The Personality of Great Soccer Players
Hard work doesn’t always look like hard work.
Posted Jul 12, 2018
While watching the World Cup, I was reminded how the on-field personalities of great soccer players teach me that hard work changes over our lifespan. Teams that are winning seem to use less effort than teams that are losing. They seem to move less. How is this possible? Does winning require laziness?
In life, I think we’ve all probably observed that effort in soccer isn’t the same as success. At one end of the scale are young soccer teams, who play a style of mob soccer where everybody uses effort to constantly run to the last known location of the ball, much like Blinky in Pacman.
At the other end of the scale are great players like Zidane or Messi, who seemingly spend (or spent) much of the game doing very little, just walking around. If you’ve never seen Zidane: A 21st Century Portrait, I recommend it highly, just count how much time Zidane spends pulling up his socks and looking around.
But are great players just so good that they can succeed without trying, or is ‘not trying’ an essential part of greatness?
The phenomenon of social loafing provides the answer we need. Social loafing is the general observation that people put in less effort when they think they are working with others than when they are working alone. This was first demonstrated in a controlled manner by Latané, Williams and Harkins, who had people clap their hands as loudly as they could (as if they were cheering their favorite sports team). The participants were receiving instructions to clap via heavy headphones, and when they thought they were clapping with others, they clapped less loudly than when they believed they were clapping alone. The even stronger pattern was that the more people they thought they were clapping with, the greater the reduction in cheering.
But why did they put in less effort? There are two basic explanations for social loafing: co-ordination loss and motivation loss. Motivation loss is the idea that people choose to put in less effort (e.g. “I don’t feel like clapping”, “I can get away without clapping”, “why bother?”). Co-ordination loss is when part of someone’s energy gets diverted into co-ordinating their actions with others. In the context of clapping, it would be trying to match someone else’s clapping rate.
But there is a third explanation that is less often used: sometimes, we socially loaf in order to make the group efficient. When clapping with others, everyone’s soundwaves partly cancel each other’s sound waves (this is basic physics). So, we could clap less because we know it doesn’t make a difference and are depressed, but just as equally because we are saving energy for a time when it can make a difference. And, note, that from the outside, it’s hard to know which of these explanations is real. We really only know it from how people act in many situations. Like, do these people pick up the cheering slack when their friends has to answer the phone in the middle of watching the game?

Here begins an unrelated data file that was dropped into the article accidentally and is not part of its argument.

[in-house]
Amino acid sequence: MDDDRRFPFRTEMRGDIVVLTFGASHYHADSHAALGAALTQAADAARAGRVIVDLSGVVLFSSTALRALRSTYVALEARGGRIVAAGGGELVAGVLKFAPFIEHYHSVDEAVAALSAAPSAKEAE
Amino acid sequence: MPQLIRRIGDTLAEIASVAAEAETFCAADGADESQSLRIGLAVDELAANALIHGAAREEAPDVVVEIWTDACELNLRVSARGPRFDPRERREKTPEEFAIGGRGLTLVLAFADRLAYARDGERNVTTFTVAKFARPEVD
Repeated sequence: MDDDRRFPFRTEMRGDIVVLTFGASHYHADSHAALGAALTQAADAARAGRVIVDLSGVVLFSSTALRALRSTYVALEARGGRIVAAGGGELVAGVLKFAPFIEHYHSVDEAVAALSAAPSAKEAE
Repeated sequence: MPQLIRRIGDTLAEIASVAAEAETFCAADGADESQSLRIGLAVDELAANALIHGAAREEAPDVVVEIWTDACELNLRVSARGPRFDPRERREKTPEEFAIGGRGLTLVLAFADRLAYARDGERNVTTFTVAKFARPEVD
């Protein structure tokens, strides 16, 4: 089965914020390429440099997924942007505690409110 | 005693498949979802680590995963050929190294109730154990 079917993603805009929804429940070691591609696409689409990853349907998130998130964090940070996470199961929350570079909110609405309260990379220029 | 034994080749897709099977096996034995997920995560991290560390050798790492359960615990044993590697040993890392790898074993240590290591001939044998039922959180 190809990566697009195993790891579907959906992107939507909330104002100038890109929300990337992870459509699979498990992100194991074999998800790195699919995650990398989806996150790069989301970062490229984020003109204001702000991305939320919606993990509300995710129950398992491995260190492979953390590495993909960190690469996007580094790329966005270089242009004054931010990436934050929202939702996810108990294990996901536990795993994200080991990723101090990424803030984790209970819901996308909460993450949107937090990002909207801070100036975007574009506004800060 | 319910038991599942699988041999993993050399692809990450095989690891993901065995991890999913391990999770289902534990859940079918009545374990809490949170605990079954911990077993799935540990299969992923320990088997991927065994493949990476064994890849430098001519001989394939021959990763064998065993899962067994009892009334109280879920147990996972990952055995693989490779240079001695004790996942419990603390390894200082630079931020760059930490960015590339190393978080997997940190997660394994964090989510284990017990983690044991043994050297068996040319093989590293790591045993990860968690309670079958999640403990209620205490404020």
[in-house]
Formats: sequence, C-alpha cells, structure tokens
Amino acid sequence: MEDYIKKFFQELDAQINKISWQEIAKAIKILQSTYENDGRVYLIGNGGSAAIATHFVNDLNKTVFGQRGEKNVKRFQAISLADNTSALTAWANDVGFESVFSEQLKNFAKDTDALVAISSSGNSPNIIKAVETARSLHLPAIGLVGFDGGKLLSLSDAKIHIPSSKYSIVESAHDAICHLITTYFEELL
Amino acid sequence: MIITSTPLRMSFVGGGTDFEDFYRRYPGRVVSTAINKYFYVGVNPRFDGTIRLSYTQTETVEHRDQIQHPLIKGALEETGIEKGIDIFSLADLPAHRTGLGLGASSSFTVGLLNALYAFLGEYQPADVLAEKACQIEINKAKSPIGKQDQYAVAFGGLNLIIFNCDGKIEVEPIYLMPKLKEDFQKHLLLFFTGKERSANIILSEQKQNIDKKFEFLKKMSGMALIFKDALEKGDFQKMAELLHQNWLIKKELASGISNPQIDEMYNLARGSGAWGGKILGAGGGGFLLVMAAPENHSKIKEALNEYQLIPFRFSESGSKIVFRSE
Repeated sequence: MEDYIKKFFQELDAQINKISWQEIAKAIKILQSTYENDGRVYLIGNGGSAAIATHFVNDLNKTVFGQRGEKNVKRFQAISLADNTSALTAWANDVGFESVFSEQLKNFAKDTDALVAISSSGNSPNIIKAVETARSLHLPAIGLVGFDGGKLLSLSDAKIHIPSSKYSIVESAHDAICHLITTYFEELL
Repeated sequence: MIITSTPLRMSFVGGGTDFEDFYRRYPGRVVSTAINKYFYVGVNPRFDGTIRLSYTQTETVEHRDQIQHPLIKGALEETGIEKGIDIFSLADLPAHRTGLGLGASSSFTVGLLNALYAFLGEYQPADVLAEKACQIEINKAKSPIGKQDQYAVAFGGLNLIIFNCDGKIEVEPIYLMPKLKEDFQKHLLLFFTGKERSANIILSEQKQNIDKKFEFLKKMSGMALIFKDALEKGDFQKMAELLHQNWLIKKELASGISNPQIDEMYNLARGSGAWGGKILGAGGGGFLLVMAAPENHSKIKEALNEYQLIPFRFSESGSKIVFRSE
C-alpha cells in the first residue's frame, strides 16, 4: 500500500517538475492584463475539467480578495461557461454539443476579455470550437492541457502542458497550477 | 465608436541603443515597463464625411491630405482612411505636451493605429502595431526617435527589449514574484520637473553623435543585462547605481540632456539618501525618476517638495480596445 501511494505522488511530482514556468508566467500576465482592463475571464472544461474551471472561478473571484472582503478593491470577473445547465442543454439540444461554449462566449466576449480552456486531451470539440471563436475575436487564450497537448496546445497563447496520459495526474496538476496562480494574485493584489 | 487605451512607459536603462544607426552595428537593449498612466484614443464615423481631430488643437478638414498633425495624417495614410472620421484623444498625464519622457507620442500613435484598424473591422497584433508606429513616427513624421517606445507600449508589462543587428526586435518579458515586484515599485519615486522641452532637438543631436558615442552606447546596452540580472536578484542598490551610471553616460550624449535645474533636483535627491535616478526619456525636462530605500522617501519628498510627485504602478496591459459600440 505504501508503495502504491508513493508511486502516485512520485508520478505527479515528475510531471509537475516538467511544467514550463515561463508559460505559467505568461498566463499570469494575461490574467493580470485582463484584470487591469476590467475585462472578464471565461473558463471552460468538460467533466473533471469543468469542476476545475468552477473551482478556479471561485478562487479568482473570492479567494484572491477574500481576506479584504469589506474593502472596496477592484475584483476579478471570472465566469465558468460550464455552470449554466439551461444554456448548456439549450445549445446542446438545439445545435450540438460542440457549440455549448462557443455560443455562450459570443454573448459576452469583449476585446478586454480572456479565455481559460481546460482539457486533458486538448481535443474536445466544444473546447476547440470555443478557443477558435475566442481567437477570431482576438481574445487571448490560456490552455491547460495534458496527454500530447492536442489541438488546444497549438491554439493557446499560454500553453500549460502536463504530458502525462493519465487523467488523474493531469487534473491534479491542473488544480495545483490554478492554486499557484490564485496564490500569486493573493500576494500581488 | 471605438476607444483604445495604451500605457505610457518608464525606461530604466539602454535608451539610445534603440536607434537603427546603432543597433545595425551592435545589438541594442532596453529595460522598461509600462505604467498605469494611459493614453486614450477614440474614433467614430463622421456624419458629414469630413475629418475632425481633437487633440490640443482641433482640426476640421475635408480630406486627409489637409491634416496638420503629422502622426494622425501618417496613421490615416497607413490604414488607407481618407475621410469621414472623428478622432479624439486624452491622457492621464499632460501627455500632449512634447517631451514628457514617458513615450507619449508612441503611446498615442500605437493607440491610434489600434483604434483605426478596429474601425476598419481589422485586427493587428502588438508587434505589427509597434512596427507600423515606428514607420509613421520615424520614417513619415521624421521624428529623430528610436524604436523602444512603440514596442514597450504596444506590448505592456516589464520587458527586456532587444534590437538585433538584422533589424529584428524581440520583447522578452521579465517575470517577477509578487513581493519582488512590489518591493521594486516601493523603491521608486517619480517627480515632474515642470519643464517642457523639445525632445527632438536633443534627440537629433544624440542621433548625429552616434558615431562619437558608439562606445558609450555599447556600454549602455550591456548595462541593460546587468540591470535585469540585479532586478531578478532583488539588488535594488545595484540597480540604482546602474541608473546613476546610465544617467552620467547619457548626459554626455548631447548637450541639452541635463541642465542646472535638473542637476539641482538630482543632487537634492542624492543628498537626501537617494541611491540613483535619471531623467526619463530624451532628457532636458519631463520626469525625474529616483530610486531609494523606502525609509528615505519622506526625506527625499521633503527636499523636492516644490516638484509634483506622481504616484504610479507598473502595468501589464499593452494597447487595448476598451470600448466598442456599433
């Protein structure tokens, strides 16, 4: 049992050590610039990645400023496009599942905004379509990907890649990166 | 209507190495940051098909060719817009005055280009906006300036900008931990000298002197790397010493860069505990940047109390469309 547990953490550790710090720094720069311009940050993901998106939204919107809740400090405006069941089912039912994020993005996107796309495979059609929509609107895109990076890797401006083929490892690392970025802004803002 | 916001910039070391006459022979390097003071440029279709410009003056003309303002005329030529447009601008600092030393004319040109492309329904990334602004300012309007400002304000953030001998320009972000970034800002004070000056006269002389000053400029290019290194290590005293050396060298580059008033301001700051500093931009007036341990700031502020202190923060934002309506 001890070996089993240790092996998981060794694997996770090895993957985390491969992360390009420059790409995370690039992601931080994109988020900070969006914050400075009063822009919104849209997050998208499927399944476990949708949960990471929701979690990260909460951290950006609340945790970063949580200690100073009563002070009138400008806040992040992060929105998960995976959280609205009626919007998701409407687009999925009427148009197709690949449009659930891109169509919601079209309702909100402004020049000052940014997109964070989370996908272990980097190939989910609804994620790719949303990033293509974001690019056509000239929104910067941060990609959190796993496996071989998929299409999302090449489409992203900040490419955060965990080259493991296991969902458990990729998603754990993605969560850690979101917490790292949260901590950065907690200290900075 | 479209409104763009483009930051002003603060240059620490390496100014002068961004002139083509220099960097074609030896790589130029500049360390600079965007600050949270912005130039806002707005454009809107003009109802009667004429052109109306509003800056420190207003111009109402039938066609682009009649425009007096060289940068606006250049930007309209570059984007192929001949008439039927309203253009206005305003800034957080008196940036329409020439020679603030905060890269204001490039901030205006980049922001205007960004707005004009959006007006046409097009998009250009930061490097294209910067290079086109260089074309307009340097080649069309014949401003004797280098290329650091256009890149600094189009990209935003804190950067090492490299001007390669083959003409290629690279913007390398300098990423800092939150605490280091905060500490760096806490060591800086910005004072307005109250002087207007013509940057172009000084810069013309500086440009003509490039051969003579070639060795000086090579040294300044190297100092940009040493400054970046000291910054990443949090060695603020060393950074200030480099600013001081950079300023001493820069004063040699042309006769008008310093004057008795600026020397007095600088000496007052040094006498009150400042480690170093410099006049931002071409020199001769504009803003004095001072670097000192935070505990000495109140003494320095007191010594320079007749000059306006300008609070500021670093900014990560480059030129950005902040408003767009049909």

And here we get back to soccer. Great soccer players don’t suffer from motivation loss or simply coast, they are waiting for a time when they can make a difference. What looks like laziness is actually a combination of the second and third reasons of co-ordinating with teammates and creating efficiency. As soon as the play looks like it is turning towards them, the great players are totally engaged, ready to contribute.
Mature hard workers have goals such as being efficient while immature hard workers have goals such as always running at 110 percent. Mature soccer players may appear to do very little, but, if you know what to look for, they give to the team by doing precisely what the team needs.
Last post, I suggested that, as extraversion matures, it may become increasingly harder to detect. This post, we see that mature conscientiousness (the Big Five name for the tendencies of a hard worker) is also harder to detect the more mature it is. Sometimes, hard work doesn’t look like hard work. You have to know what to look for in order to see the pattern. You only know whether some soccer players are good if you actually understand the game well enough to know if they were in or out of position, and what the structure of the play was meant to look like. So, if you can recognize that, you know a lot about soccer, and I hope you enjoy the final.
Latane, B., Williams, K., & Harkins, S. (1979). Many Hands Make Light The Work: The Causes and Consequences of Social Loafing. Journal of Personality and Social Psychology, 37, 822-832.